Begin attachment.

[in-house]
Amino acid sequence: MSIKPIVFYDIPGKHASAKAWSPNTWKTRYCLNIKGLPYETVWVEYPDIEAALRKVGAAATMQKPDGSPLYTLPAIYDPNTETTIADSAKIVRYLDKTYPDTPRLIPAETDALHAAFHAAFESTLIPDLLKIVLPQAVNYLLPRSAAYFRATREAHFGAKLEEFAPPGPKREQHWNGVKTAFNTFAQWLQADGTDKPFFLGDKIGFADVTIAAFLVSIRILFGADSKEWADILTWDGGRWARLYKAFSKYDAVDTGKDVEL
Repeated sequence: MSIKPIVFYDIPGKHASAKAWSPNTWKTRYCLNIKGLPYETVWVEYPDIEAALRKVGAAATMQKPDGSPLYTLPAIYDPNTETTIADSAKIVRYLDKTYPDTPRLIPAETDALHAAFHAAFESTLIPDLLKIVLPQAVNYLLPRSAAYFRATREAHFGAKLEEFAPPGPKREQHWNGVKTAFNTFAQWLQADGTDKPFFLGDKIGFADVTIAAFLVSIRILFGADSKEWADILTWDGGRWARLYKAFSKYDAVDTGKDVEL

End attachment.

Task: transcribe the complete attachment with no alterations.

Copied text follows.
[in-house]
Amino acid sequence: MSIKPIVFYDIPGKHASAKAWSPNTWKTRYCLNIKGLPYETVWVEYPDIEAALRKVGAAATMQKPDGSPLYTLPAIYDPNTETTIADSAKIVRYLDKTYPDTPRLIPAETDALHAAFHAAFESTLIPDLLKIVLPQAVNYLLPRSAAYFRATREAHFGAKLEEFAPPGPKREQHWNGVKTAFNTFAQWLQADGTDKPFFLGDKIGFADVTIAAFLVSIRILFGADSKEWADILTWDGGRWARLYKAFSKYDAVDTGKDVEL
Repeated sequence: MSIKPIVFYDIPGKHASAKAWSPNTWKTRYCLNIKGLPYETVWVEYPDIEAALRKVGAAATMQKPDGSPLYTLPAIYDPNTETTIADSAKIVRYLDKTYPDTPRLIPAETDALHAAFHAAFESTLIPDLLKIVLPQAVNYLLPRSAAYFRATREAHFGAKLEEFAPPGPKREQHWNGVKTAFNTFAQWLQADGTDKPFFLGDKIGFADVTIAAFLVSIRILFGADSKEWADILTWDGGRWARLYKAFSKYDAVDTGKDVEL